(Bloomberg) -- U.S. banks, which have been combining at levels not seen since before the global financial crisis, are now facing the near-term hurdles of stalled approvals, mounting opposition from Democrats in Washington and uncertainty over who will run the Federal Reserve. All of that is unlikely to keep the string of deals from ultimately continuing, according to analysts.

Regional lenders “may tap the brakes” in their merger-and-acquisition activity until there’s more clarity from regulators, Bloomberg Intelligence analysts Herman Chan and Rujuta Desai said in a report this month. Still, anemic loan growth and competition from larger or more technologically savvy rivals are likely to force banks to keep seeking out combinations even amid the obstacles.

“There are 4,951 banks -- that’s probably 4,900 banks too many,” Wells Fargo & Co. analyst Mike Mayo said in an interview. “Regardless of regulation, eventually economics will win out because the U.S. remains overbanked.”

The total volume of bank M&A clocked in at $58.6 billion this year through Nov. 3, the biggest total since 2007, according to data from S&P Global Market Intelligence. That includes blockbuster deals by some of the largest regional banks in the country, including U.S. Bancorp’s planned $8 billion acquisition of MUFG Union Bank NA and a $3.5 billion takeover of Investors Bancorp Inc. by Citizens Financial Group Inc.

Those combinations offer a way to scale up deposit bases and power through a challenging lending environment in which business customers and individual consumers awash in liquidity are shying away from borrowing.

“Deals offer a way to cut costs, get more efficient and provide a path to invest more in technology,” S&P banking analyst Nathan Stovall said in an interview. “We saw big changes in the customer over the last 18 months with shifting to digital channels. If you hadn’t completed your digital transformation, you feel like you need to, especially when you’ve got more and more new fintechs in the space.”

This year’s banking takeover targets tended to be larger than in past years, Stovall said. There have been 22 deals exceeding $500 million in value this year, up from a previous record of 14 in 2018, he said.

Any further combinations of significant size will need to overcome growing concern among U.S. lawmakers and uncertainty surrounding who will take top leadership positions at the Federal Reserve.

Bank deals have become increasingly controversial as Democratic lawmakers -- along with Fed Governor Lael Brainard, the top contender to possibly replace Jerome Powell to lead the central bank -- have criticized the easy approval bank mergers have received.

To add another wrinkle, President Joe Biden signed an executive order in July telling regulators to scrutinize consolidation across industries, including finance, more closely. With the Fed’s leadership still an open question, the central bank isn’t expected to make many big decisions in banking oversight before Biden appoints a new chairman and multiple governors.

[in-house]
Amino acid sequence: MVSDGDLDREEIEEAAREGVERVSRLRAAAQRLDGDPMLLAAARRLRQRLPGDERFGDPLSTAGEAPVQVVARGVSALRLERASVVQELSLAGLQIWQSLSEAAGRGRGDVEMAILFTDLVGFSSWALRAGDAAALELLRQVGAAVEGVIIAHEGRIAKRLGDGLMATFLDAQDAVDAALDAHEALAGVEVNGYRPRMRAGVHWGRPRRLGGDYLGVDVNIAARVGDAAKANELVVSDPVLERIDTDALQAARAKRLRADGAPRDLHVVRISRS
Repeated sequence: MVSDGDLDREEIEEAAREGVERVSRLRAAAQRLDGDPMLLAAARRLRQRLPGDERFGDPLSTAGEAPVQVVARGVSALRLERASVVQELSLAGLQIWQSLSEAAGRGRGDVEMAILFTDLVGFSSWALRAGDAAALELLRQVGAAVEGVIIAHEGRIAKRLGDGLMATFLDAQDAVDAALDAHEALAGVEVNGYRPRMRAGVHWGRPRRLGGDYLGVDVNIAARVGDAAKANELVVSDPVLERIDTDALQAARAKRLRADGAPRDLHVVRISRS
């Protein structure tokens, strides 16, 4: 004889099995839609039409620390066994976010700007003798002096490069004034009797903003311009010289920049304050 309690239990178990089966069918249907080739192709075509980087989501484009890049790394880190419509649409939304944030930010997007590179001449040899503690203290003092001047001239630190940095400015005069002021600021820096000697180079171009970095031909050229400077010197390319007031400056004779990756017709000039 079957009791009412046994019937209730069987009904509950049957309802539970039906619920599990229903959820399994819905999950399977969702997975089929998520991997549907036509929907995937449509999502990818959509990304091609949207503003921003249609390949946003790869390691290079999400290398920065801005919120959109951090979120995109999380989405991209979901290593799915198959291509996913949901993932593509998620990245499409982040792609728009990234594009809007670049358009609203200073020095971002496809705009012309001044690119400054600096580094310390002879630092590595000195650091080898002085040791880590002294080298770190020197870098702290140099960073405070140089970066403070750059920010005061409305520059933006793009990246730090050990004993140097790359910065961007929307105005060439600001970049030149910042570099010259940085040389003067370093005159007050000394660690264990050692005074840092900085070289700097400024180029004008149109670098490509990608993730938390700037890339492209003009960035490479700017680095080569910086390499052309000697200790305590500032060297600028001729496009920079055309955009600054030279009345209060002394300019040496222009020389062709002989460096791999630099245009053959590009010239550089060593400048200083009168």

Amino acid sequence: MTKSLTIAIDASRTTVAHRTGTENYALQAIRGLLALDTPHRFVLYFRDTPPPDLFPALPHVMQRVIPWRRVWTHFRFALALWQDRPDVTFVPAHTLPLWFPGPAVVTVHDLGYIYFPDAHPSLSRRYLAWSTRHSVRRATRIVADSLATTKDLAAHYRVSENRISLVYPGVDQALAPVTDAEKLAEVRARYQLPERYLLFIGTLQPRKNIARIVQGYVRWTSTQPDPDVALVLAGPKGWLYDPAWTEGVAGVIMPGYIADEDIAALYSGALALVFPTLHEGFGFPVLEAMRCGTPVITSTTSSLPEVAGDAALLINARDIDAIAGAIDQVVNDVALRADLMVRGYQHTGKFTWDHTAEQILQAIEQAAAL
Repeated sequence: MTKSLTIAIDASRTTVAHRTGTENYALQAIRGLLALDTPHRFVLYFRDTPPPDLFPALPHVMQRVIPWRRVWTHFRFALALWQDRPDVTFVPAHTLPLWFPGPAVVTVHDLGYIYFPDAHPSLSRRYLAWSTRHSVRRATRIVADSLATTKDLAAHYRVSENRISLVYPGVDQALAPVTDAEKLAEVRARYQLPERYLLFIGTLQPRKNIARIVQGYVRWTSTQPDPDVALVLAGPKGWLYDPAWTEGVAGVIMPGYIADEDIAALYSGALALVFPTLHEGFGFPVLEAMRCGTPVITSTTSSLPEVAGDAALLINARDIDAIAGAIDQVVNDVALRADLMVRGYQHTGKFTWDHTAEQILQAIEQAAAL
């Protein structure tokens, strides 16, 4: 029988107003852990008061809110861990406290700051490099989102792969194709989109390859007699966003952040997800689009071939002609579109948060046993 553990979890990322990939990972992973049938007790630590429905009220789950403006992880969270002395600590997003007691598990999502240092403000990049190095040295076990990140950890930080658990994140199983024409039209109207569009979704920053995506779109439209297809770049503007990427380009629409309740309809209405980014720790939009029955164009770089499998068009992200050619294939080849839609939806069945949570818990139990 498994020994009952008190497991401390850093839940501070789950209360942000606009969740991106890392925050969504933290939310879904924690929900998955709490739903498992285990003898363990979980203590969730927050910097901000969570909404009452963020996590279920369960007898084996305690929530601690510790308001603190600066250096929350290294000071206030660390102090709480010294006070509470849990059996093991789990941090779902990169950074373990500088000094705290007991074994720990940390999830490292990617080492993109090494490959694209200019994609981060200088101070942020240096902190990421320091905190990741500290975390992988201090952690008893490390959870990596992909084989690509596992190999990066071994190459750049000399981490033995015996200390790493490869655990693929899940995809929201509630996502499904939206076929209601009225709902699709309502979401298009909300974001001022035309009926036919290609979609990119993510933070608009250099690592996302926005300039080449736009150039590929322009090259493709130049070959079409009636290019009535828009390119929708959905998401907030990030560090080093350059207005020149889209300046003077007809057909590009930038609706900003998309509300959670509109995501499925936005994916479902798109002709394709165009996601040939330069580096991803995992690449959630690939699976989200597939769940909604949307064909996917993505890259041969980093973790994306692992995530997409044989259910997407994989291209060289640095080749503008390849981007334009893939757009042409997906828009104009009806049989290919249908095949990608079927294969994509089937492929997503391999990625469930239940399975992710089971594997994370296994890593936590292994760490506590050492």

Some banks are already feeling the slowdown. Executives at both New York Community Bancorp Inc. and First Citizens BancShares Inc. said on earnings conference calls that mergers initially slated to be completed this year would be delayed until 2022 as they await regulatory approval.

What Bloomberg Intelligence Says

“Regional-bank M&A may tap the brakes in the near term because of the pall cast by regulatory delays to approve First Citizens’ acquisition of CIT Group and New York Community Bancorp’s purchase of Flagstar. A potential sale by BNP Paribas of its Bank of the West subsidiary could be the last sizable deal until there’s more regulatory clarity.”

--Herman Chan, senior industry analyst, and Rujuta Desai, associate analyst

There are also concerns that consolidation is ultimately not in the best interest of consumers, with opponents arguing that tie-ups lead to banks shrinking their presence in under-served markets and cutting back on services.

“Particularly in low-income communities, this means fewer bank branches,” Mehrsa Baradaran, a University of California, Irvine, law professor and author of “How the Other Half Banks: Exclusion, Exploitation and the Threat to Democracy,” said in an interview. Consolidation will lead to the U.S. developing both banking and credit deserts, with banks having “no obligation to lend to these communities because it’s just not profitable.”

In an August opinion piece, Bank Policy Institute Chief Executive Officer Greg Baer disputed the idea that regulators go easy on approving deals. Other industry watchers caution that tapping the brakes on dealmaking will serve only to help the largest financial firms.

“It’s pro-consumer to allow competition to develop,” said Tom Michaud, chief executive officer of Stifel Financial Corp.’s Keefe, Bruyette & Woods advisory business. Smaller lenders are “trying to build their own scale so they can be bona-fide competitors of the biggest banks, and I think that’s healthy.”

Mayo, the Wells Fargo analyst, compared a regulatory crackdown on deals to “giving a Christmas present to the CEOs of Bank of America and JPMorgan.”

There is one type of financial merger building steam: fintechs eager for bank charters might look to acquire smaller community lenders otherwise short on digital capabilities.

“The general theme of fintechs and banks coming together will be 100% true,” Michaud said. “Fintechs are going to buy banks.”

©2021 Bloomberg L.P.